Question: Something is wrong with my bleeding heart plant. Some stems are wide and very flat. Can my plant recover, or should I remove it before the other plants in my flowerbed catch the same thing?
Answer: This is called fasciation. It happens occasionally to many different species of trees, shrubs, annuals and perennials. It’s most common on stems, but you’ve probably also seen distorted or “conjoined” flowers and didn’t know they were caused by fasciation.
There are many possible causes of fasciation, from bacteria, viruses and fungi to insect/mite damage or weather-extreme injury. Something has caused one or more growing points on this part of your bleeding heart to mutate from the normal rounded “dome” shape to a more flattened shape, causing growth with the flattened appearance on the stems in the photos you sent. You don’t need to worry about the other plants in your garden, as this disorder isn’t something that will spread.
You don’t say how much of the plant is affected. If it’s just a few stems, you can simply prune out the affected parts if you’d like. If the entire plant is affected, I’d leave the abnormal growth until it dies back on its own. Those green leaves and stems will still be producing carbohydrates for the plant to store and use next year, even though the growth has been fasciated.
Your bleeding heart won’t necessarily have the same problem next year.
Question 1: I wasn’t paying attention when I sprayed my lawn for weeds and I accidentally sprayed something for stopping and preventing weeds in driveways and parking lots. My lawn and my trees are starting to look sick. What is the best spray I can use to help them?
Question 2: How long should I wait after I spray Weed B Gone in my garden before I plant my squash and green beans?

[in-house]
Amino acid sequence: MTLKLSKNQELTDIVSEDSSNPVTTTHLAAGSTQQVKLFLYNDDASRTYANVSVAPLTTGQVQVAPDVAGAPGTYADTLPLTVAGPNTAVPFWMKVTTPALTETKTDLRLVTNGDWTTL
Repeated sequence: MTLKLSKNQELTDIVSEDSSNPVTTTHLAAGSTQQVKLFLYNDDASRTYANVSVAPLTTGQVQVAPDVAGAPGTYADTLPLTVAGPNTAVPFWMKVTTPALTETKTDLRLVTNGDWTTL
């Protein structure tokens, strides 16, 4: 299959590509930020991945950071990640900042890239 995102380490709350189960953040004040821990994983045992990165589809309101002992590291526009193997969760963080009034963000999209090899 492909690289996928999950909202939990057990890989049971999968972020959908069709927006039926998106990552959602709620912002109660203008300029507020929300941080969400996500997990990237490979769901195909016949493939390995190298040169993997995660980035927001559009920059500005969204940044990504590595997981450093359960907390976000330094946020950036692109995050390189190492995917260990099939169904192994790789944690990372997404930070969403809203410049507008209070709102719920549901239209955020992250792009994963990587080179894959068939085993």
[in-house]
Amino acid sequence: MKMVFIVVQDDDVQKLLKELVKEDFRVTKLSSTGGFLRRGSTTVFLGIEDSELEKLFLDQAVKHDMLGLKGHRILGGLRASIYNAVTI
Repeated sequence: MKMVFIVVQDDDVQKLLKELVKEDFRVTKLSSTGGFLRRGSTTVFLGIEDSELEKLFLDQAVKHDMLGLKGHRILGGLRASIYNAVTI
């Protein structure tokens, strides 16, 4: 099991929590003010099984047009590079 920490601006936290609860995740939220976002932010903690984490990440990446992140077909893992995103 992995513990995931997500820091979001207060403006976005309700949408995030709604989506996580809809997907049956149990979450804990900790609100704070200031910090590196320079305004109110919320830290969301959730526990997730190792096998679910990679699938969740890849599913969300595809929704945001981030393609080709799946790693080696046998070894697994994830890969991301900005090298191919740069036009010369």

A: This seems like a good time for a reminder about using pesticides properly.
The most important thing about using a pesticide is to read the label before you buy it, before you use it and again before you store any leftover product. Keep the following questions in mind as you buy and use a pesticide:
Before you buy it
- Is the pest I’m dealing with listed on the label?
- Is the location in my landscape (fruit trees, vegetable garden, lawn, home perimeter, etc.) listed on the label?
- Is this product ready to use, or will I need to mix it?
- Do I understand all the instructions on the label?
- Do I have the right kind of sprayer or application tools for this product?
- Do I have all the required protective equipment (gloves, eye protection, etc.)
Before you use it
- Have I picked up the right container? Is this the product I need today, for the place where I plan to use it?
- Is it the right time of year, right time of day, the right temperature and the right windspeed for this product and the pest?
- If I’m mixing this, am I sure about the measurements (tablespoons vs ounces, quarts vs gallons) and containers I’ll use?
- If I’m mixing this, how much do I need?
- What will I do with any leftover product?
Before you store any unused pesticide
- What are the temperature requirements?
- Do I have an appropriate place to store this product?
You need to be just as careful with pesticides that aren’t sprayed — dusts, granules and baits, for example, as you are with sprays. If you’ll make it a habit to ask yourself these questions every time you’re going to use a pesticide, you’ll avoid costly and risky mistakes.